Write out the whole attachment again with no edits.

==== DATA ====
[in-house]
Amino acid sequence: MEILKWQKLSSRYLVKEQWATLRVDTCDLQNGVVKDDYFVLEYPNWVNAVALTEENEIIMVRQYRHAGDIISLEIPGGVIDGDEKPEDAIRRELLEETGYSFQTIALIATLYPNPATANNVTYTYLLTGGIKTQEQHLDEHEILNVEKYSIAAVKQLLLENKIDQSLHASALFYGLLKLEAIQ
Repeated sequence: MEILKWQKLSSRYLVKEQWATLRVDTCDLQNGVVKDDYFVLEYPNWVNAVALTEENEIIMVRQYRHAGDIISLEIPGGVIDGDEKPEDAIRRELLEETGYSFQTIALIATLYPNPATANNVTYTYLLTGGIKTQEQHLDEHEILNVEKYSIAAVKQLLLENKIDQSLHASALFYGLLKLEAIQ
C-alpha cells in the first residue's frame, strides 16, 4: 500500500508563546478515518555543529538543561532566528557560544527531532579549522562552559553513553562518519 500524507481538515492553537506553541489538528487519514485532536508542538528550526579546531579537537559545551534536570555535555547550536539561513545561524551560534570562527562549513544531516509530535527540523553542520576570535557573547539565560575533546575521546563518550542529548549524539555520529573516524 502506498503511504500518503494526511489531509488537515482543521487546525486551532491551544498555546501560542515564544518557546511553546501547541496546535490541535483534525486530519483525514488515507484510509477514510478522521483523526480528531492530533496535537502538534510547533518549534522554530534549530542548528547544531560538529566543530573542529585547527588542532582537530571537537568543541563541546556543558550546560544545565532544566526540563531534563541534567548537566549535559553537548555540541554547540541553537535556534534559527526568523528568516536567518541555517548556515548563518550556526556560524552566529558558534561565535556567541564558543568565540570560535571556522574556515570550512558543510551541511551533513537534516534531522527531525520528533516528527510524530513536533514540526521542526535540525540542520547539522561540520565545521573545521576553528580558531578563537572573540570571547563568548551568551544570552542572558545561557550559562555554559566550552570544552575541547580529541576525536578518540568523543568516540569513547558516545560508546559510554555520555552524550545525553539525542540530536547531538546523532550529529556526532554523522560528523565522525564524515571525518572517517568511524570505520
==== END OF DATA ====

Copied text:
[in-house]
Amino acid sequence: MEILKWQKLSSRYLVKEQWATLRVDTCDLQNGVVKDDYFVLEYPNWVNAVALTEENEIIMVRQYRHAGDIISLEIPGGVIDGDEKPEDAIRRELLEETGYSFQTIALIATLYPNPATANNVTYTYLLTGGIKTQEQHLDEHEILNVEKYSIAAVKQLLLENKIDQSLHASALFYGLLKLEAIQ
Repeated sequence: MEILKWQKLSSRYLVKEQWATLRVDTCDLQNGVVKDDYFVLEYPNWVNAVALTEENEIIMVRQYRHAGDIISLEIPGGVIDGDEKPEDAIRRELLEETGYSFQTIALIATLYPNPATANNVTYTYLLTGGIKTQEQHLDEHEILNVEKYSIAAVKQLLLENKIDQSLHASALFYGLLKLEAIQ
C-alpha cells in the first residue's frame, strides 16, 4: 500500500508563546478515518555543529538543561532566528557560544527531532579549522562552559553513553562518519 500524507481538515492553537506553541489538528487519514485532536508542538528550526579546531579537537559545551534536570555535555547550536539561513545561524551560534570562527562549513544531516509530535527540523553542520576570535557573547539565560575533546575521546563518550542529548549524539555520529573516524 502506498503511504500518503494526511489531509488537515482543521487546525486551532491551544498555546501560542515564544518557546511553546501547541496546535490541535483534525486530519483525514488515507484510509477514510478522521483523526480528531492530533496535537502538534510547533518549534522554530534549530542548528547544531560538529566543530573542529585547527588542532582537530571537537568543541563541546556543558550546560544545565532544566526540563531534563541534567548537566549535559553537548555540541554547540541553537535556534534559527526568523528568516536567518541555517548556515548563518550556526556560524552566529558558534561565535556567541564558543568565540570560535571556522574556515570550512558543510551541511551533513537534516534531522527531525520528533516528527510524530513536533514540526521542526535540525540542520547539522561540520565545521573545521576553528580558531578563537572573540570571547563568548551568551544570552542572558545561557550559562555554559566550552570544552575541547580529541576525536578518540568523543568516540569513547558516545560508546559510554555520555552524550545525553539525542540530536547531538546523532550529529556526532554523522560528523565522525564524515571525518572517517568511524570505520